“Atmosphere: exploring climate change,” the London Science Museum’s exhibit on global warming, is principally sponsored by Shell. You’re asking yourself: Hmm, Shell—isn’t that the name of some trendy “green” startup? No, it’s the same old Shell that fills your gas tank and that was responsible for 76 million metric tons of greenhouse gas emissions last year. What could go wrong?
The answer is: pretty much exactly what you’d think. Emails obtained by the Guardian via a freedom of information request show that the English-Dutch petroleum behemoth was all too happy to get a little pushy with its suggestions and concerns about the project. One 2014 email read:
“Regards the rubbish archive project [an interactive exhibition examining waste in the context of climate change], xxx and I have some concerns on this exhibition particularly as it creates an opportunity for NGOs to talk about some of the issues that concern them around Shell’s operations.”
It goes on: “Could you please share more information with us on the symposium event planned for September? As you know we receive a great deal of interest around our art sponsorships so need to ensure we do not proactively open up a debate on the topic. Will it be an invite only event?”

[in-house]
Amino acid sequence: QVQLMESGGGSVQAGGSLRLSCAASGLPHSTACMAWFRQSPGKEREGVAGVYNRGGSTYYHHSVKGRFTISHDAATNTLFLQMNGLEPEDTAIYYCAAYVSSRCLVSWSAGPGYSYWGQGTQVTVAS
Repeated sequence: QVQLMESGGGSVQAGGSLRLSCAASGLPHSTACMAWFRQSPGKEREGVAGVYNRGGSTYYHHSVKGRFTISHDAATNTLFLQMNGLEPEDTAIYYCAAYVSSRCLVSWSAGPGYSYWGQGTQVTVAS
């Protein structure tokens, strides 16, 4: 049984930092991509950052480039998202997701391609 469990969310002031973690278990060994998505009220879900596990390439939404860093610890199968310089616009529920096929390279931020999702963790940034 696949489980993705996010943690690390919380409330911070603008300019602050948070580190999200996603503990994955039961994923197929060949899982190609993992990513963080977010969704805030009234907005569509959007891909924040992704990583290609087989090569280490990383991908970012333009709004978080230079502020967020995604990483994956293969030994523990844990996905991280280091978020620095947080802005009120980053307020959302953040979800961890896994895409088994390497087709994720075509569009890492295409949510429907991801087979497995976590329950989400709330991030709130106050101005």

And it ends: “Regarding the gallery update, can I check whether you have touched base with [Shell climate change advisor] David Hone to see if he would like to participate in the content refresh?”
The museum acknowledged its relationship with Shell, but maintained that it did not cave to any external pressure regarding the exhibit. And maybe it didn’t! I haven’t been to the museum, but based on this promotional video, it doesn’t seem like the facts and analysis are spun in a particularly Shell-friendly manner. Still: These are the perils of corporate sponsorship. Be wary of the museum’s next big exhibit: A history of the space age sponsored by BP.